Tam Lin (Fairy Tale)
I loved the literary allusions. I found the characters, for the most part, quite believable- and the unbelievable ones were Myth Incarnate, so that was wonderful. The pacing was uneven and I'd have been just as happy had the last three years been as leisurely told as the first one. I'm familiar with the legend, and loved this treatment of it. Did I mention the rich literary trove this st...more
Language and lit...more
To come or gae by Carterhaugh, For young Tam Lin is there.
These are the first lines of the best-known version of the Scottish ballad Tam Lin, about a young man doomed to be given to hell by the faerie queen, and the young woman who saves him. It's a ballad whose fascination is enduring and which has inspired a number of retellings, of which Pamela Dean's is my favorite (followed closely by Diana Wynne Jones's Fire and Hemlock).
All the action(!) -- what little there is here, and by "action" I mean "plot" -- happens in the last 150 pages... which I've just reached.
Why did I pick this up again? Oh yeah... recs. *headdesks*
DONE. Finally. *sighs deeply*
Unfullfilling ending. Just. Ends. Gods. After s...more
I'm a big ballad nerd, so it was cool seeing how the novel fit into the story, but I have to admit, I really hated this book to begin with. The first few scene-setting chapters read like they were written expressly for the notional bookish 13-year-old girl, dreaming of college (and, in places, by her). Janet...more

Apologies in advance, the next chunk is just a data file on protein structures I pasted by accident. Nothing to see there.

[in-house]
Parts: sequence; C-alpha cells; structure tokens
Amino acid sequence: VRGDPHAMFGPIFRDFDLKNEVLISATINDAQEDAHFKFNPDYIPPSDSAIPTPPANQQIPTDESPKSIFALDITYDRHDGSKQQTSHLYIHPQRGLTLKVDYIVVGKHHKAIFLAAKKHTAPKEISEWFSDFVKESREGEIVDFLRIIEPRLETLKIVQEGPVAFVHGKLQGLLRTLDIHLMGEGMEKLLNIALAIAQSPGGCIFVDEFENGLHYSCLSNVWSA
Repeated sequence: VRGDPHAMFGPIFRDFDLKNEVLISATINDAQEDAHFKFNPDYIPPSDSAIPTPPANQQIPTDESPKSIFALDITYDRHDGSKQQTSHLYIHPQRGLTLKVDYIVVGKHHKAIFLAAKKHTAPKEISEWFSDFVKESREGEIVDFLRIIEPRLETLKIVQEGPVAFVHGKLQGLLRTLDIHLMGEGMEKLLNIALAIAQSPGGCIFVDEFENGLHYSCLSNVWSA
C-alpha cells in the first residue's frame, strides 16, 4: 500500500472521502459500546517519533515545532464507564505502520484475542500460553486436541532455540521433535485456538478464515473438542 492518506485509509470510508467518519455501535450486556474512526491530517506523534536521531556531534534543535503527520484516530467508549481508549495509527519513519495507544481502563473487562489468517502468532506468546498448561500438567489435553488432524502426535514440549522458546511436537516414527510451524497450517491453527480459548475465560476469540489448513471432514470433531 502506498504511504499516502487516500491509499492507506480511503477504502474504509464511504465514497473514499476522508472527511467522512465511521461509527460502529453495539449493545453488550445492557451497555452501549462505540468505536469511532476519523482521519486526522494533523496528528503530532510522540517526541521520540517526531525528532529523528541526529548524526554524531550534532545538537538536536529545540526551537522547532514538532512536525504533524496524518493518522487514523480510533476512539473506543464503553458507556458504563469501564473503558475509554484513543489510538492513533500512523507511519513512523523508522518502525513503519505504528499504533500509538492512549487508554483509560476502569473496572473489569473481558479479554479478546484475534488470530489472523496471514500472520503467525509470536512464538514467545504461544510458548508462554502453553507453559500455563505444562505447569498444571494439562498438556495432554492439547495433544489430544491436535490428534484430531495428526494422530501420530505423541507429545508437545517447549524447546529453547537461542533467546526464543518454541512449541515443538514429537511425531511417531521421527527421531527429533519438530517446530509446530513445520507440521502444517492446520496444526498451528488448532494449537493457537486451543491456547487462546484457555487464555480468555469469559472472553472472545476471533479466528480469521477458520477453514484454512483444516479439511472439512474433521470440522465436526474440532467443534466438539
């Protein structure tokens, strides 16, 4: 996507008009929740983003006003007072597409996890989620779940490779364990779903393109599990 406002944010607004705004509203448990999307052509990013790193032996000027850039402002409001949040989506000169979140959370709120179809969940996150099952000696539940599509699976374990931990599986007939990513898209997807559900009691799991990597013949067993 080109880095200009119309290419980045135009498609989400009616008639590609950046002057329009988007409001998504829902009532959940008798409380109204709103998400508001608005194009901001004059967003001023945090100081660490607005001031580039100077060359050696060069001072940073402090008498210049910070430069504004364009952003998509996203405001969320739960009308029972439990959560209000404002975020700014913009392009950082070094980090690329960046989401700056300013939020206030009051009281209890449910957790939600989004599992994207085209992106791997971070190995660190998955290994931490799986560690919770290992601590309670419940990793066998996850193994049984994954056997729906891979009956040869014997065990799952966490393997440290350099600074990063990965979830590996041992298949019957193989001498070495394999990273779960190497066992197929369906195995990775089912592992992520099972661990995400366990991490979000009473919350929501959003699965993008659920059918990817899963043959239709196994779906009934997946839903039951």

I almost never give 1 star to books I've actually finished, because they're bound to have some redeeming quality that will at least bring the rating up to 2. But the best I can say about this one is that it's not offensive--in fact, I share many of the author's opinions--and that the prose was at least competent enough for me to continue reading, but that isn't very redeeming when it so utterly failed to entertain that I threw it against a wall. (I really did!)
The (alleged!) premise of this...more
I found myself making comparisons to Marylin French's The Women's Room throughout: both are coming of age stories about strong women undertaking a liberal arts education at the end of the sixties / start of the seventies. Indeed, that is what this novel *is* - it isn't
This version takes place in the early '70s. And while I know the vernacular has changed since then, I have a hard time believing that college students were constantly quoting Shakespeare, Milton, Keats, etc. (Nowadays I figure we're lucky if kids have even heard of all of them!)
It seemed like the book took forever to get to the part where the original tale 'kicked in'. I even read the back co...more
I don't exactly hate it, but I don't love (or like it) either.
It's a great concept--a modern retelling of the Tam Lin ballad that takes place on a college campus, and one I've seen done before on various Internet incarnations, but not quite well. I'll give Pamela Dean this: she's a terrific writer when it comes to details and setting the scene. I felt like I was in the 1970s Midwest, but I also felt like it...more
It's just... such a nerd's paradise of a novel. Example:
When Janet and her newfound college friends find an Iliad quote in a tunnel on their first day of school, they start arguing over the best translation of the greek, and then exchange quotations for a few lines, before e...more